Local film fans will be transported to environs both near and far, from Trenton to Alaska and beyond, as the New Jersey Film Festival returns to the New Brunswick campus of Rutgers University for its spring 2015 season.Running Saturday, Jan. 31, through Sunday, March 1, the festival will bring films of all stripes to Voorhees Hall on Hamilton Street and the Ruth Adams Building on George Street.The event is presented by the Rutgers Film Co-op/New Jersey Media Arts Center and the Rutgers University Program in Cinema Studies, under the executive direction and curatorial expertise of Al Nigrin. MORE: Jersey City's Rye Coalition profiled in new filmFor Old Bridge native Steve Tozzi, the festival is a perfect home for his hotly anticipated new documentary, "Riot on the Dance Floor: The Story of Randy Now and City Gardens." Featuring appearances by underground rock luminaries such as Henry Rollins, Ian MacKaye and Jello Biafra, the film chronicles the tumultuous life and times of the storied Trenton rock club in the '80s and into the '90s.The film will screen as part of a block of films beginning at 7 p.m. Saturday, Jan. 31, at Voorhees Hall."A lot of us went to see shows in New Brunswick, at the Court Tavern and at Scott Hall on the Rutgers campus, so going back there is a big deal," said Tozzi, who began attending City Gardens shows as a teenager. "It's a New Jersey story, and we want it to play well in the state, so this is definitely a great place for us to be."Tozzi's film tells the story of both the club and Randy Ellis, a.k.a. Randy Now, the local music scene fixture responsible for booking the diverse, trail-blazing bands that made City Gardens' reputation, from Dead Kennedys to Bad Brains to Red Hot Chili Peppers.Tozzi, Ellis and producer Peter Tabbot will be on hand to introduce the film and take part in a question-and-answer session when the film screens in Hub City. MORE: The Spierig Brothers discuss "Predestination"In interviewing punk luminaries and Continue Reading

Free & Cheap New York: Where to go and what to do around the city for the week of March 31, 2013

COLOR AND CULTURE. Celebrate the Indian holiday of Holi — the festival of colors. NYC Bhangra Dance Company and School will teach traditional folk dances as you enjoy music and food in Dag Hammarskjold Park. Free. Noon. 47th St. between First and Second Aves. (212) 372-8001. GIRLS JUST WANT TO ... have fun (of course!). Grab a mimosa and some pancakes or eggs and enjoy Nitehawk Cinema’s brunch screening of the 1985 comedy “Girls Just Want to Have Fun.” Not enough motivation for you to rise and shine? Sarah Jessica Parker and Helen Hunt dance a lot! Rated PG. $11. Noon. 136 Metropolitan Ave., Brooklyn. (718) 384-3980. IN YOUR EASTER BONNET. Get your best hat ready for the Easter Parade and Easter Bonnet Festival, held at St. Patrick’s Cathedral. The parade goes down Fifth Ave, showcasing the best and brightest of head adornments. Free. 10 a.m. Fifth Ave. at 50th St. (212) 753-2261. COMPETE ON THE STREET. Empire Lock invites artists and onlookers to its Graffiti Art Contest. The event will feature art on canvas or flat board as well as drinks and snacks for all who attend. Free. 4 p.m. 304 Meserole St., Brooklyn. (718) 599-0464. WONDER OF WONDERS. Flux Factory presents “The Wonder Cabinet,” an exhibit that brings together sculptors, costumers, video artists, holographers and more in one cohesive narrative. The show is created to be a walk-through “cabinet” of curiosities intended to intrigue one and all. Free. Noon. 39-31 29th St., Long Island City. (718) 707-3362. FABULOUS FLORA. Take a guided tour of the Macy’s Flower Show and learn all about the blooms. The tour will also discuss how the show gets installed. Aisles and areas include the Antebellum Garden, the Japanese Garden, the Tropical Garden and more. Free. 11 a.m. 151 W. 34th St. (212) 695-4400. REVERSE MEMORY. Today is the last day to check out “Ciudad Saudade, Architectures of Memory” at Reverse. The exhibit explores Continue Reading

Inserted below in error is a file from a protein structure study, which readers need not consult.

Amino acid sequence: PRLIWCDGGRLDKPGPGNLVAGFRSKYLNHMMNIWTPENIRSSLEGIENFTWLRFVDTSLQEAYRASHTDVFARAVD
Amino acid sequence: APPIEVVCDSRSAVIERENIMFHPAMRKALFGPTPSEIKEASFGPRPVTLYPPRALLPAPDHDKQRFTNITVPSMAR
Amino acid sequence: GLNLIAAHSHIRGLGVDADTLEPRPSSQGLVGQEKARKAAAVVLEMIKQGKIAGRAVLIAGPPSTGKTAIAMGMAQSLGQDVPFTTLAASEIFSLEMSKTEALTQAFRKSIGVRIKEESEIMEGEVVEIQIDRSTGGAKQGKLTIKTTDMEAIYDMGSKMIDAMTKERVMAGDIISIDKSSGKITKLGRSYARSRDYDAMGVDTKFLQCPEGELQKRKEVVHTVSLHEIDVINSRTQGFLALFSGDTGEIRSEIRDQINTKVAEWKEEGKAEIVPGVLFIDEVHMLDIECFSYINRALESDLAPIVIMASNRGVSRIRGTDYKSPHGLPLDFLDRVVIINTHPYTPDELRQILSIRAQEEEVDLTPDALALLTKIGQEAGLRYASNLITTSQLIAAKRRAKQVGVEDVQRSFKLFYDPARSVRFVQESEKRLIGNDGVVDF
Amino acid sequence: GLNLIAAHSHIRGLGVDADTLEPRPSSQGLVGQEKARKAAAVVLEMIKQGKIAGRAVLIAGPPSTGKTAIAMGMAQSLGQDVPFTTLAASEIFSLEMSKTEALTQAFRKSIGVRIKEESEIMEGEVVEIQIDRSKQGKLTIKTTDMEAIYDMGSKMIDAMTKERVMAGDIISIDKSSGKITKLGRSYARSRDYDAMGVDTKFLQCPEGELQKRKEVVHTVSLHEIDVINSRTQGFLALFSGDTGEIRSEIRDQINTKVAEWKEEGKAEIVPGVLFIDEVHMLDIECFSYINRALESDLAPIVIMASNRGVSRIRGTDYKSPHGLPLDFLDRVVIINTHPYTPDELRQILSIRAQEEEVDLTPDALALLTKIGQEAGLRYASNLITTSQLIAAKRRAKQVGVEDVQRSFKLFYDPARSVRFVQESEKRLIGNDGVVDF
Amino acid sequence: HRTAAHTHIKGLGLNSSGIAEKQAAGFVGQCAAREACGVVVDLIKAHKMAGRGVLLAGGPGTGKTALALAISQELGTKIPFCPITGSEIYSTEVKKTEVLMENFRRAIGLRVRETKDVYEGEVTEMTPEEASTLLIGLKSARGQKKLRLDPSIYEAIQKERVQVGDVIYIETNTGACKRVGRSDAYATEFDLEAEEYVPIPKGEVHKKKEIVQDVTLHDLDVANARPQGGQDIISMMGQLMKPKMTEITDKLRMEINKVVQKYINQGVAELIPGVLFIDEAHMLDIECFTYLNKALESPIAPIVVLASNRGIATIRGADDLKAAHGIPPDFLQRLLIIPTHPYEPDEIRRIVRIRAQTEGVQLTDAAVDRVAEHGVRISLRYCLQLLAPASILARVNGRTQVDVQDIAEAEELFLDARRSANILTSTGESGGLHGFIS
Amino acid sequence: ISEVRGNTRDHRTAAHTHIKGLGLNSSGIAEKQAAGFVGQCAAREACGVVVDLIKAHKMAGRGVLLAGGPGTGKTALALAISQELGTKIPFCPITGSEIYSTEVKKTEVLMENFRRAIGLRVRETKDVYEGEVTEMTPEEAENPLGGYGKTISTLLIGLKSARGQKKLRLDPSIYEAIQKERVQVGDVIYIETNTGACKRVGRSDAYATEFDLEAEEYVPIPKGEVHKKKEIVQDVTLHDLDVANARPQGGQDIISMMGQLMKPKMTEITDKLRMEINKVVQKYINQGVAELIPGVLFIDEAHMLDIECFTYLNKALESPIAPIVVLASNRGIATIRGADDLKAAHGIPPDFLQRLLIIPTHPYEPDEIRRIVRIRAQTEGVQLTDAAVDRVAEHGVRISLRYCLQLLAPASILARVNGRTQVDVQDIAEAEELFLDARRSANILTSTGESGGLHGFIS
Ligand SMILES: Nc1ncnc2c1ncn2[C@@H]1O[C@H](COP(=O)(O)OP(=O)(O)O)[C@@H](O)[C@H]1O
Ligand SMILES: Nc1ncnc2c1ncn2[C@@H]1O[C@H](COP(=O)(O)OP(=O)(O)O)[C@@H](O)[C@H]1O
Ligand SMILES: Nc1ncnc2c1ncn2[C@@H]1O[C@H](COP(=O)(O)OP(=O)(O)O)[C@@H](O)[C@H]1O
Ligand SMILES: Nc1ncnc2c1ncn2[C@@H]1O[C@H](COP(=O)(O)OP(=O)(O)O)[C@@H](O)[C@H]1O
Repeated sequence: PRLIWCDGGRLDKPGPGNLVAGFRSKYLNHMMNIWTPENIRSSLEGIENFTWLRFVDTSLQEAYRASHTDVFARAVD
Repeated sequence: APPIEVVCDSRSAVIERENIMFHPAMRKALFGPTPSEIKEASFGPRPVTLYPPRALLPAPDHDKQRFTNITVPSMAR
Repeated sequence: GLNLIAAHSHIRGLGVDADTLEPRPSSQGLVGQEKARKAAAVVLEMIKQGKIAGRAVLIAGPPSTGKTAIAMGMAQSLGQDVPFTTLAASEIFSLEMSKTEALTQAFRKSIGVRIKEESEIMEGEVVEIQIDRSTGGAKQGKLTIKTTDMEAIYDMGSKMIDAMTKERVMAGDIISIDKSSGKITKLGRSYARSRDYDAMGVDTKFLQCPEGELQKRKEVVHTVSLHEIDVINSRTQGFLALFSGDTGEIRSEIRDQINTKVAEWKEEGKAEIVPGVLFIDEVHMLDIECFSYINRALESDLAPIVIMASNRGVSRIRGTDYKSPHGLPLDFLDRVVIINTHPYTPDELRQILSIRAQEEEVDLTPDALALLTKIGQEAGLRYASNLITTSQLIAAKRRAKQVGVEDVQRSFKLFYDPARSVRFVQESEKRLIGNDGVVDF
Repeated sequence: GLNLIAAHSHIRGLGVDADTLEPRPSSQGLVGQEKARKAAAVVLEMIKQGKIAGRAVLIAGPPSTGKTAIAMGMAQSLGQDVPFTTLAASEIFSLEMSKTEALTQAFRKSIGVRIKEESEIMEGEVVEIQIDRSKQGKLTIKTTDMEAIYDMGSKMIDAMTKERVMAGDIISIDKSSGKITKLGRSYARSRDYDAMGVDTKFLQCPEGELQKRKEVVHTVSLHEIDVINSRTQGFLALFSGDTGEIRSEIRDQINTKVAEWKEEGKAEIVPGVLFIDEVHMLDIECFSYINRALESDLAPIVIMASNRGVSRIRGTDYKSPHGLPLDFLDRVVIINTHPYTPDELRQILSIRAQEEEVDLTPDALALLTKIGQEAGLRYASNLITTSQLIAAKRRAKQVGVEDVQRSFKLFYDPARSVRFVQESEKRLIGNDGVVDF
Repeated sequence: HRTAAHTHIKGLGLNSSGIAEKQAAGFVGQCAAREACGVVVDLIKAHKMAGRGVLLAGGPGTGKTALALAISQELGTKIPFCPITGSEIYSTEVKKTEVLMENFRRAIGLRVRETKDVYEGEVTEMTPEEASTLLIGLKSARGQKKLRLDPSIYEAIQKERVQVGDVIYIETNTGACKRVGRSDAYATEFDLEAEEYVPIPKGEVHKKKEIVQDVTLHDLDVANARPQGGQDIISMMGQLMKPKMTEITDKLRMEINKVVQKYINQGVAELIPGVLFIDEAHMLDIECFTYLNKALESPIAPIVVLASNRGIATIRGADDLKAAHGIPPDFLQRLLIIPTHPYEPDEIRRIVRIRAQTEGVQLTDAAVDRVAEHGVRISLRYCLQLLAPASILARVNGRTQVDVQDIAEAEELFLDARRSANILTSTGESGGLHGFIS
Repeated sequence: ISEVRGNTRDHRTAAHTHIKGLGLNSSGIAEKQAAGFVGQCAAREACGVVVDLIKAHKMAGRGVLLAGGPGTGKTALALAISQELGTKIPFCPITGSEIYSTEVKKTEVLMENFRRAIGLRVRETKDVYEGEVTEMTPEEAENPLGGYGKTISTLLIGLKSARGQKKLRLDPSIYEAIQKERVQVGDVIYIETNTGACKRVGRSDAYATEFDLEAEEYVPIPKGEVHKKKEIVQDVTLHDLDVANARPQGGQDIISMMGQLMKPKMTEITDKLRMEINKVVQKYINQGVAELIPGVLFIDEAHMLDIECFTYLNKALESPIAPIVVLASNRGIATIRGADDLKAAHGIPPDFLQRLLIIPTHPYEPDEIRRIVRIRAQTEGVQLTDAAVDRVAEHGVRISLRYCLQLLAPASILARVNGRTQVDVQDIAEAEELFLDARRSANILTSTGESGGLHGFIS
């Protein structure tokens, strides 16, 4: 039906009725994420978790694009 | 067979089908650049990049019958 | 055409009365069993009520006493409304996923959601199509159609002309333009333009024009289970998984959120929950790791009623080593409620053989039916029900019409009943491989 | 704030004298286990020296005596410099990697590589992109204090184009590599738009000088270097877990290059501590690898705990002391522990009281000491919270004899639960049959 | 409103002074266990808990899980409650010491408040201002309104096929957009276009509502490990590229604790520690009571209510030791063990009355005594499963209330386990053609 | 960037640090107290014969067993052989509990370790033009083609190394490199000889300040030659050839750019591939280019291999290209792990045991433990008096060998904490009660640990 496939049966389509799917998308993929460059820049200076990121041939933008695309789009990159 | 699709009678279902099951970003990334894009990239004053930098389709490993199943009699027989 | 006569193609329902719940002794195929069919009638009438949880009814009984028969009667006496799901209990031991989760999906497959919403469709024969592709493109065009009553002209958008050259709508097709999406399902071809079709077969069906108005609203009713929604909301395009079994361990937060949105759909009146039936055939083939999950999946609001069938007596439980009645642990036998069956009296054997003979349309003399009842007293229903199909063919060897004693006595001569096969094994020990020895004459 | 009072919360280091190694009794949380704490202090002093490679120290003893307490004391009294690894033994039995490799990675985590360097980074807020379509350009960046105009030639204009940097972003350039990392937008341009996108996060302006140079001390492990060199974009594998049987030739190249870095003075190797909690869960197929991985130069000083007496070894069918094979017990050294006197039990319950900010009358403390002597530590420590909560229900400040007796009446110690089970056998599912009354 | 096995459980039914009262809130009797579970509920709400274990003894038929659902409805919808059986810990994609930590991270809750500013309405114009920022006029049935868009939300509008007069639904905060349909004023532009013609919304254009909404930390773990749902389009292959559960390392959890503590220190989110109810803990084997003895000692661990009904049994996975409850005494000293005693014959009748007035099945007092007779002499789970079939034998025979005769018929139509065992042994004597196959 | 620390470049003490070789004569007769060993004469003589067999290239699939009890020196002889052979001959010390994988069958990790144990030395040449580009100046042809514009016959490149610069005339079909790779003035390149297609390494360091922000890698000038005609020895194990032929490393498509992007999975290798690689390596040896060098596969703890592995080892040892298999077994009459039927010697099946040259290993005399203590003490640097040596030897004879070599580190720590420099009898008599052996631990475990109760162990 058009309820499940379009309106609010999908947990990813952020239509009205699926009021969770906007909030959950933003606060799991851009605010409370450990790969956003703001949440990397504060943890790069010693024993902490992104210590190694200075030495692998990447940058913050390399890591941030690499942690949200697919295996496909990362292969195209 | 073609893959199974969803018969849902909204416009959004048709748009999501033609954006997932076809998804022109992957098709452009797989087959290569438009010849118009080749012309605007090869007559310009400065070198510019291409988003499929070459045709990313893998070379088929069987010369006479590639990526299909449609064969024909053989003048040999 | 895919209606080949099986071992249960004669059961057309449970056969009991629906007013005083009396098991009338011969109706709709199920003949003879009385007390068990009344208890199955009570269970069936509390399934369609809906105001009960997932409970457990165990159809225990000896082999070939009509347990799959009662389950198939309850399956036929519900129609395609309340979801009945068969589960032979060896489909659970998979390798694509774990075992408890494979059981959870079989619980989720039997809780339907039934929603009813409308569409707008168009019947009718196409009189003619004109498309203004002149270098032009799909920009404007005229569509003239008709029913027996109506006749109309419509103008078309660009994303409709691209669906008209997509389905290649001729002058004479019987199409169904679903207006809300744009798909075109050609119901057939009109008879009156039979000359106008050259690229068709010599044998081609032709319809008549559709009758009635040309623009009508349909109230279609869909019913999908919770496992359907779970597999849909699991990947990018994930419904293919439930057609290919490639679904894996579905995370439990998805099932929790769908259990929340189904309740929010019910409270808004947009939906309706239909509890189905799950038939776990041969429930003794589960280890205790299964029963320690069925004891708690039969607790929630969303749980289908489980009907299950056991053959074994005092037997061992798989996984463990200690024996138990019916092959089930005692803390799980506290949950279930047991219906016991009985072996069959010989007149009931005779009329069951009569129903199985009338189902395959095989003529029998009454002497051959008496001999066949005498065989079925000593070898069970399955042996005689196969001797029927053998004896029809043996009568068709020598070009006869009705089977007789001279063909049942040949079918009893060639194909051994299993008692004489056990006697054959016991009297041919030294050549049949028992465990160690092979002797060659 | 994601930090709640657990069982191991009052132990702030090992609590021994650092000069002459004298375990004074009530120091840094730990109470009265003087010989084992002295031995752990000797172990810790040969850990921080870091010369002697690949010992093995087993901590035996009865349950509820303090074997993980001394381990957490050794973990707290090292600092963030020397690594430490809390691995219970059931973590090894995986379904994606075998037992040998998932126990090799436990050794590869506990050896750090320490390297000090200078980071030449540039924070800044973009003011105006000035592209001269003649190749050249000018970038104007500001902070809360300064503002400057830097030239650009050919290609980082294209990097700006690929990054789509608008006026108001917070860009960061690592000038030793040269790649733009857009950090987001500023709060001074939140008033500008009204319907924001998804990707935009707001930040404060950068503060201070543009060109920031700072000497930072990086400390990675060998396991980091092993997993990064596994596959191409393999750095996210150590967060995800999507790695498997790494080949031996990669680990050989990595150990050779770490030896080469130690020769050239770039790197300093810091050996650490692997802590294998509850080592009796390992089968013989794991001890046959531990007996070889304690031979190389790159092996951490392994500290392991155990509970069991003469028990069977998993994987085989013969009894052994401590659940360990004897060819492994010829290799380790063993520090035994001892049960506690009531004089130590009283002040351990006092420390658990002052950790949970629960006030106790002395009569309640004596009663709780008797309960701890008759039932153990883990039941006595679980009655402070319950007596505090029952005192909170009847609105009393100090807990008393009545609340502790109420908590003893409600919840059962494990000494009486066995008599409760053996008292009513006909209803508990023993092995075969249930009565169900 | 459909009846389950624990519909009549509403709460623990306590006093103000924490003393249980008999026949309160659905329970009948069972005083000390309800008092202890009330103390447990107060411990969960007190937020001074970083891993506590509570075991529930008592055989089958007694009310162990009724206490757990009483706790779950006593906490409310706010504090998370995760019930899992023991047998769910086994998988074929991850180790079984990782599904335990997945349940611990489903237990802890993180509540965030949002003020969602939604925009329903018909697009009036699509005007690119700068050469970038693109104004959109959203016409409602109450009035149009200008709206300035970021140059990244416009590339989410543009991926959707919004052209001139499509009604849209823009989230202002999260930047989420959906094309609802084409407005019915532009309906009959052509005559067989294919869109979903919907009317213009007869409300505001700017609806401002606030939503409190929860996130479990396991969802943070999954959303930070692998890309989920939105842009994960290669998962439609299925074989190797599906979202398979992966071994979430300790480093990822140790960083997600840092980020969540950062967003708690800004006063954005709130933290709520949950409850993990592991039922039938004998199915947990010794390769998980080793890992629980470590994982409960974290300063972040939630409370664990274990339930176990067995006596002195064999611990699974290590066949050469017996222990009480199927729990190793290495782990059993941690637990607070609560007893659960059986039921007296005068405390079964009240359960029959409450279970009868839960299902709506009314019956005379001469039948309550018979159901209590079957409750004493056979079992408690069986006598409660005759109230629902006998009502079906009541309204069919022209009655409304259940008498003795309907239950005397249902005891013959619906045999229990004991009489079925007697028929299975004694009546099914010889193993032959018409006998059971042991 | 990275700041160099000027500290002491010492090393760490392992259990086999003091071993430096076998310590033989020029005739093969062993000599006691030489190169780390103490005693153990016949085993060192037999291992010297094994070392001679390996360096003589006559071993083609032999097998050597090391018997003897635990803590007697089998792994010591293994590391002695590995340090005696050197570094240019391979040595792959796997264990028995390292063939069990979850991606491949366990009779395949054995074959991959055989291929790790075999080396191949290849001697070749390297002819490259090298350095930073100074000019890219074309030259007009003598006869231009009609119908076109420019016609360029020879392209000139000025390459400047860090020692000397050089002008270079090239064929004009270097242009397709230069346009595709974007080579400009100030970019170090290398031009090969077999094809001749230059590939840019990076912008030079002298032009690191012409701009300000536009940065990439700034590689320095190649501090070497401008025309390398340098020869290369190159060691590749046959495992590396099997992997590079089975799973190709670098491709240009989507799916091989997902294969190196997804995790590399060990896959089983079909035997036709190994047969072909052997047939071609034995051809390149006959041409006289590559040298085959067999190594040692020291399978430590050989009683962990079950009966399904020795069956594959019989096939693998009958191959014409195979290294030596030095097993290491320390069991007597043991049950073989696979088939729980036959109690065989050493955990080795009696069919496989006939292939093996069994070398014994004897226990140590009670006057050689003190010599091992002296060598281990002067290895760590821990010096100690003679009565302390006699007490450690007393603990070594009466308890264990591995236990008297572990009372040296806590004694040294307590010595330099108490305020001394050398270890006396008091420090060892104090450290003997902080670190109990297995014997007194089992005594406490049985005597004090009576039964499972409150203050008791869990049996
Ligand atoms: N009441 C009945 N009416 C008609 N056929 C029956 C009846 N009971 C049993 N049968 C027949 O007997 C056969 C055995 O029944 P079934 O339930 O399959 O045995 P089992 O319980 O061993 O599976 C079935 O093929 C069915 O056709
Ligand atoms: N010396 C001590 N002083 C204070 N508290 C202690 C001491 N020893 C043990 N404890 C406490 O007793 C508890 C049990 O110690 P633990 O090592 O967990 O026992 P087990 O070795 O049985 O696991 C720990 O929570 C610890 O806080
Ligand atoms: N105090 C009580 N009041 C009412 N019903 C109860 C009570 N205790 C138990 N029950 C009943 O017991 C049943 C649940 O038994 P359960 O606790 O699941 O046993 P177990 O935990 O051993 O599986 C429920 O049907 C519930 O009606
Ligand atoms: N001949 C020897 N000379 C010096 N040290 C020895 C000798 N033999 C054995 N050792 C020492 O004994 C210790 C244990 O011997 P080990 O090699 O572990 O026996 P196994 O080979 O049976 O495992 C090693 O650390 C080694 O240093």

New film reveals underground world of bicycle messenger racing

A documentary offering a gripping look at the underground world of bicycle messenger racing headlines the New York Bicycle Film Festival, which opens this week. Producer Lucas Brunelle shot the film “Line of Sight” while riding in illegal “alleycat” races throughout New York, Los Angeles, Boston, Mexico City, London and other congested cities around the world over the past decade. Outfitted with a custom-made helmet cam, Brunelle offers a first-person look into the world of urban cycling, capturing riders as they weave through traffic, pedal the wrong way down streets and zip by unsuspecting pedestrians. The chaotic races, organized by hardcore bands of bike messengers, usually have no set route. Riders instead are given a series of “checkpoints” to reach as fast as they can, while trying to avoid becoming roadkill. “A live game of ‘Frogger’ on a bike,” is how BMX legend Mat Hoffman described it in a blurb posted on the film’s YouTube trailer. The film premiers on July 1, at the Anthology Film Archives on 2nd Avenue. Join the Conversation: Continue Reading